Interview with Evan Dando by Ed Condran
From Free Times 6th December 2006
Soundcheck - Evan Dando
The Lemonheads didn't break up a decade ago. The group, whose lone constant is singer-songwriter Evan Dando, faded away after releasing the underheralded Car Button Cloth in 1996. Aside from recording a dull solo disc called Baby I'm Bored, Dando has been pretty quiet since then. However, in 2005, he started recording again as a Lemonhead. Dando and new co-conspirator Bill Stephenson (Descendents, All) crafted an eponymous disc, which is the Lemonheads' most cohesive disc to date. Dando spoke about it in a recent phone interview.
Bill Stephenson makes a huge difference. What inspired you to record with him?
He's just an animal on drums. That cliché is true. You're only as good as your drummer. Think about all of the great bands and you have a great drummer. Jimi Hendrix Experience had Mitch Mitchell; Nirvana had Dave Grohl; Led Zeppelin had John Bonham. When you walk into a room first, what do you notice? The drums? I'm a drummer, too. I'm real particular. If I don't feel the guy is getting it right, I can't go that way. This is the first record in which I didn't even think about it.
This is the All-Star Lemonheads.
Yeah, We got Karl Alvarez from All. I even got J. Mascis to do some guitar solos. This is like the über Lemonheads to me. This is perfect. We used to be called the Descenderplacements and shit. We at least got a couple of guys from the Descendents, Karl and Bill. I even have Garth Hudson from the Band on two tracks. This worked out really well.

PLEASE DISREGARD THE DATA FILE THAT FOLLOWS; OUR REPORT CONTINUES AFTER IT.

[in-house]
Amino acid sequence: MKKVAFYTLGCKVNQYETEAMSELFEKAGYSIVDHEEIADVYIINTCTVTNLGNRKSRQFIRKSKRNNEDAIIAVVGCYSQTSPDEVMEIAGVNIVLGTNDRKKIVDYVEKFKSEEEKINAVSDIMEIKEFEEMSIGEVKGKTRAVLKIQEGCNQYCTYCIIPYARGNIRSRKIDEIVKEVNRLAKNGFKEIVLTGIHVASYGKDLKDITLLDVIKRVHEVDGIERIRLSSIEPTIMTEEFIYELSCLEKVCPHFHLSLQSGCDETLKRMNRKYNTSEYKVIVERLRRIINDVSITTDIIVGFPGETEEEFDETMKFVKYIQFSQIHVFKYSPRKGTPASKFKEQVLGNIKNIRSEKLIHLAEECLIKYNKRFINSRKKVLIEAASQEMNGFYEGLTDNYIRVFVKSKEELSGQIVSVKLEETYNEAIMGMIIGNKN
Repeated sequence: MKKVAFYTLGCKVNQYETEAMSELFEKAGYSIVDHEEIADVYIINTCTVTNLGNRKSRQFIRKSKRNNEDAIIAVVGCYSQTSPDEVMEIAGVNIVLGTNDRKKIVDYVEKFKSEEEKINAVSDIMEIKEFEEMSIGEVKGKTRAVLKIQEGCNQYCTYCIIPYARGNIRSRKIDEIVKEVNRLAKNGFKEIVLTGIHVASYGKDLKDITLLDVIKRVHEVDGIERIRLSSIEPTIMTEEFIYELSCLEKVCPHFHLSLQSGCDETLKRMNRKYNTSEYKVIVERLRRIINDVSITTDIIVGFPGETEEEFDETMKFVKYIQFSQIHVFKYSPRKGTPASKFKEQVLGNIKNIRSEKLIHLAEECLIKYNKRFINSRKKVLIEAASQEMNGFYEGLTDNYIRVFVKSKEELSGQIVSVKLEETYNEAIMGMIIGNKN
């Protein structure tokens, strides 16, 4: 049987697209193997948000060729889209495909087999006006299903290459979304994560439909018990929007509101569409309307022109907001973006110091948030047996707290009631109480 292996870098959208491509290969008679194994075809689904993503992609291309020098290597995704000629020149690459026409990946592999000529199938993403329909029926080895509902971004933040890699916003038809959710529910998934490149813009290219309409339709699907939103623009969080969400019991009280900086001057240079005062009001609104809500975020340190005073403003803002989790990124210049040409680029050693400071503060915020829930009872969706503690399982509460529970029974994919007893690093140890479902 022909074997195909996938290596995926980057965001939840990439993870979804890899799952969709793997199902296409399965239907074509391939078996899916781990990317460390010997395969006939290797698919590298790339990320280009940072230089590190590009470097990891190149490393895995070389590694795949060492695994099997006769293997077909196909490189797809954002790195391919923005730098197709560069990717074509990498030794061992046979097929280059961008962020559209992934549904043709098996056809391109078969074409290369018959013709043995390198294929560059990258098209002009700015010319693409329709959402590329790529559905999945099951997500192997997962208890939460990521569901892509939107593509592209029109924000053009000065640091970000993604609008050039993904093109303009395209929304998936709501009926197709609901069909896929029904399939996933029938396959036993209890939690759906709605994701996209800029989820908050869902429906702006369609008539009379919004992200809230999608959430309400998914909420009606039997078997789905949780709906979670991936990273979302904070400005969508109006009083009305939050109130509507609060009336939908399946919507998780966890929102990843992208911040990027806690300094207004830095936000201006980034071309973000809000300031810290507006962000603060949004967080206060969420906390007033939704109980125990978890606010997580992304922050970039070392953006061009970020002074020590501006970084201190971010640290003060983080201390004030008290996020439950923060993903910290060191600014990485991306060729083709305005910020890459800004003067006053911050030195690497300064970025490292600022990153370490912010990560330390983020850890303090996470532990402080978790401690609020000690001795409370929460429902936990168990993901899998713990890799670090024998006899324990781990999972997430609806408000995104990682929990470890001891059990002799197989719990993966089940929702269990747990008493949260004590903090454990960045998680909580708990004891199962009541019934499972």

How did you hook up with Mascis?
It was a last-minute thing. He was playing in Boulder, Colorado. We gave him a CD of songs I wanted him to play. He made the songs sound like Dinosaur Jr. All those Neil Young chords. He just ripped it up. He put the songs up a notch.
The disc is a mix of dark and bright tunes.
It's an unholy mixture. It's dark and light. There's some fast stuff. It's got that surf beat, which of course you get when Bill is playing drums.
You took an Axl Rose-type hiatus.
I was really into the idea of taking a seven-year vacation and so I did. I just did a lot of things that weren't that smart. That was what I was doing. I was doing things that were as dumb as possible to see what would happen.
What were some of the dumb things?
You know, all the drugs and stuff. I wanted to try it out. I wanted to live out the whole cliché.
When did you start doing drugs?
I've been doing drugs since I was 14. I was 14 when I started doing coke. I was 11 when I started to smoke pot.
What was the inspiration?
I was really crazy about William Burroughs and Charles Bukowski and the Rolling Stones. It was kind of stupid. I was always into mind-expanding drugs. I was hell-bent on trying out everything. I got that out of the way luckily. Now I'm just happy to smoke the occasional joint. I don't even drink.
How much do you miss drugs?
Yeah, I do miss it. It's always in you, that feeling. My wife keeps me happy enough that I don't need to do that. When I was on my own, I would go full-bore everyday. I would spend $500 on drugs everyday.
You were a rock star. One thing lacking today is rock stardom.
Unapologetic hedonism, right.
Yes. The Stones, Zeppelin, you and Noel Gallagher are the last of the rock stars. Rock has gotten so overly earnest and boring.
I know. It's scary. I was up in a studio in Woodstock recording with Garth Hudson. There was this new band that had to even hide the weed. They were like, "Don't let anyone see the weed." I was like, "Wow, things have changed."
Who do you love now that you hated a generation ago?
The Smiths. The Smiths are currently the most influential band. They're the Dylan of now.
Your whole life you've gone the wrong way but somehow you're back.
Yeah. I've taken chances, but I am back.